In the wake of the death of a toddler attacked by a pitbull, The Punch’s Anthony Sharwood decrees “pitbulls should all be killed. Every last one. It really is as simple as that.” Hmm, not sure I agree…

Do zoos have a place in 2011? [The Punch]

This profile on 2012 Republican presidential frontrunner Michele Bachmann makes me want to pray to the God she so staunchly believes in that there’s still a little bit of sense and belief in President Obama left in the U.S. [The New Yorker]

Image via Jezebel.

“With a Gun Between Her Legs,” Take 3.

 

From “Gosh, Sweetie, That’s a Big Gun”, a dialogue between The New York Times’  chief film critics, A.O. Scott and Manohla Dargis, on The New York Times website:

“The question is why are so many violent girls and women running through movies now, especially given that the American big screen hasn’t been very interested in women’s stories, violent or not, in recent decades, an occasional Thelma, Louise and Jodie Foster character notwithstanding. There are other exceptions, of course, usually romantic comedies that are so insipid and insulting I want to kill everyone on screen. Wait a minute—is it female rage fueling this trend?

“It is interesting how frequently the violence of these girls is overseen or inculcated by a father figure who is not always a literal dad: Nicolas Cage in Kick-Ass, training his killer pixie to use sharp blades, big-caliber guns and foul language; Scott Glenn in Sucker Punch, urging his girl warriors into battle; and Eric Bana in Hanna, sending his darling out to fight the wicked witch (Cate Blanchett). Are these paternal figures reassuring or creepy?

“The bad seed isn’t new, but what seems different is that young women and girls can kill today without being necessarily and fatally pathologised.

“It used to be easier to make movies with women. You could put them on a pedestal and either keep them there (as revered wives, virginal girls) or knock them down, as with femmes fatales.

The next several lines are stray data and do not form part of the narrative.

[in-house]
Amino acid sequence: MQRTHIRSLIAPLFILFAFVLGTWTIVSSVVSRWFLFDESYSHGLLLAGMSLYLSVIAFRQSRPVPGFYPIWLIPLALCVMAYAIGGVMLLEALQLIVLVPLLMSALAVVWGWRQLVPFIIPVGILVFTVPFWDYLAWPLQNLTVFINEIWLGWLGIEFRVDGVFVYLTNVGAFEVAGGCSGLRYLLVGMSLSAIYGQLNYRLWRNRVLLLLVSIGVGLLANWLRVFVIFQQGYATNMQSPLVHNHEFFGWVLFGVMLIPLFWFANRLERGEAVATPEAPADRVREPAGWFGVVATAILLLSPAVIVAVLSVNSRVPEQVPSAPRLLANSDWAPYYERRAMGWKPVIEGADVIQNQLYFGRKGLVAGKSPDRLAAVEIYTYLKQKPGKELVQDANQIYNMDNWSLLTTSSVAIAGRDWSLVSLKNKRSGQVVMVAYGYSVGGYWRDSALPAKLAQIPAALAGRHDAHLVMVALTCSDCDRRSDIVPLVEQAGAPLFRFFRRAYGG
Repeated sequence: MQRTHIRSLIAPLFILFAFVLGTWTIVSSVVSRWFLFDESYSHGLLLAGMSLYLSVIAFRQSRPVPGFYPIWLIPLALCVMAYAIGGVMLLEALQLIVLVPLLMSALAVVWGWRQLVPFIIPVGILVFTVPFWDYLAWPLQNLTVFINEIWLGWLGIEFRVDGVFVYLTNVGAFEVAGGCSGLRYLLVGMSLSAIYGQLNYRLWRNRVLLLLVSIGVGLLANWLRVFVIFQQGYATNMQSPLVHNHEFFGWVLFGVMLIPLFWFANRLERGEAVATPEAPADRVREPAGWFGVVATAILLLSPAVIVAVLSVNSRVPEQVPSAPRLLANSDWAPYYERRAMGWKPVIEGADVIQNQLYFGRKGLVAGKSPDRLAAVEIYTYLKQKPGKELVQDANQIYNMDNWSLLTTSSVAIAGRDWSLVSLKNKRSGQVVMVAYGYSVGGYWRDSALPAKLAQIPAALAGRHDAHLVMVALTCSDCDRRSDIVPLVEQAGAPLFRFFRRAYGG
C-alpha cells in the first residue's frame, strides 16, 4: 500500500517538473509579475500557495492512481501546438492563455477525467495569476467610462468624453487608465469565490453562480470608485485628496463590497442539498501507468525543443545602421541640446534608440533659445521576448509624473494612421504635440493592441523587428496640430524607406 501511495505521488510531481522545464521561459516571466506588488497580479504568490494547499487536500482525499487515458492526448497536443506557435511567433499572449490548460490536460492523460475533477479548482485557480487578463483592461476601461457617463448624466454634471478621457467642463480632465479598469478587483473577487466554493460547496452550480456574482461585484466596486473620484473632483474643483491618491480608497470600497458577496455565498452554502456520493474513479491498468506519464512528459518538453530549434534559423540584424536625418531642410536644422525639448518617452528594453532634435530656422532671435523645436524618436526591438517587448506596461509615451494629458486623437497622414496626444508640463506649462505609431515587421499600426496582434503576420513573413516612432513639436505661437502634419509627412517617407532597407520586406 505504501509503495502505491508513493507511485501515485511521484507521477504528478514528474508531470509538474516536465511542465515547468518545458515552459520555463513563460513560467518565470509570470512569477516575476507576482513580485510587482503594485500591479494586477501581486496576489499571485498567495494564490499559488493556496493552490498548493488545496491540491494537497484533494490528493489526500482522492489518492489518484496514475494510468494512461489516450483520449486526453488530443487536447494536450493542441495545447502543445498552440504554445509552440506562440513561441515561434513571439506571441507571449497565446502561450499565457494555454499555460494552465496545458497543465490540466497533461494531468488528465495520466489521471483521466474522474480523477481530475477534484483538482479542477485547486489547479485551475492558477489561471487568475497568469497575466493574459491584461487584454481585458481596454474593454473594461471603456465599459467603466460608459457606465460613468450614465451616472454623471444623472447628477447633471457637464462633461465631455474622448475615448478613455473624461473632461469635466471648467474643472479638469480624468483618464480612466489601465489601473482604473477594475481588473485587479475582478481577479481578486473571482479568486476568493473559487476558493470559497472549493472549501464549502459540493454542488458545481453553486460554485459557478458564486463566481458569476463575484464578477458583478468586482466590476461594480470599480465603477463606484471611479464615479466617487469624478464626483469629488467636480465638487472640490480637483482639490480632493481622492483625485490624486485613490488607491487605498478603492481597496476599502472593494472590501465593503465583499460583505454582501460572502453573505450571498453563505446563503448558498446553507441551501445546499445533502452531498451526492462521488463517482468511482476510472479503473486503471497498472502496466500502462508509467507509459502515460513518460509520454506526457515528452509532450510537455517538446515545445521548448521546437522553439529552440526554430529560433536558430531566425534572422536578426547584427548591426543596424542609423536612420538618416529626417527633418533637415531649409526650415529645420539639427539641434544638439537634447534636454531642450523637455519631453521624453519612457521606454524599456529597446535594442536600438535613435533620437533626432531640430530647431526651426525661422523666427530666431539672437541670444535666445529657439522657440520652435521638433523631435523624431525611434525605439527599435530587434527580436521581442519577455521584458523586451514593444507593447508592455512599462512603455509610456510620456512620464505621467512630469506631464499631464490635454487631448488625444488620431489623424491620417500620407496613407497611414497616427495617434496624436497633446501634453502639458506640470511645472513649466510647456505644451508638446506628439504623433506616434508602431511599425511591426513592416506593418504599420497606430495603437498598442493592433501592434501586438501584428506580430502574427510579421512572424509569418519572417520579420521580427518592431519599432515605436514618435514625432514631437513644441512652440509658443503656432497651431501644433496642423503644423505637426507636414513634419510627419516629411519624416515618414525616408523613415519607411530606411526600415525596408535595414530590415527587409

“[David Fincher’s The Girl with the Dragon Tattoo]… movie will be better than the Swedish model because he’s the superior director, but I also hope he will more forcefully engage the theme that was blatant in Larsson’s book, as evident in its blunt original title: Men Who Hate Women.

“I think the first [Lisbeth] Salander movie ran into a serious problem when it tried to translate Larsson’s anger about pervasive sexual violence into cinematic terms. It is in the nature of the moving image to give pleasure, and in the nature of film audiences—consciously or not, admittedly or not—to find pleasure in what they see. So in depicting Salander’s rape by her guardian in the graphic way he did, the director… ran the risk of aestheticizing, glamorizing and eroticizing it…

“The risk is not dissolved but rather compounded when the answering, avenging violence is staged and shot in almost exactly the same kind of gruesome detail, since the audience knows it is supposed to enjoy that. In other words, even though the earlier violation can be said to justify the later revenge, that logic turns out to be reversible. You could call this the I Spit on Your Grave paradigm. It is definitely at work in Sucker Punch, which gains in sleaziness by coyly keeping its rape fantasies within PG-13 limits and fairly quivering with ecstasy as it contemplates scenes of female victimization.

“The gun-toting women and girls in this new rash of movies may be performing much the same function for the presumptive male audience: It’s totally ‘gay’ for a guy to watch a chick flick, but if a babe is packing heat—no worries, man!

“Jean-Luc Godard posited that all he needed to make a movie was a girl and a gun… To put the gun in the hands of the girl may be a way to cut out the middleman, as it were, and also, as you suggest, to maximize commercial potential by providing something for everyone…”

Related: Sucker Punch Review.

“With a Gun Between Her Legs,” Take 2.

“With a Gun Between Her Legs”: Why “Strong” (AKA “Sexy” Whilst Being “Strong”) Female Characters Are Bad for Women.

Elsewhere: [NY Times] Gosh, Sweetie, That’s a Big Gun: Women as Violent Characters in Movies.

Images via The Independent, The New York Times.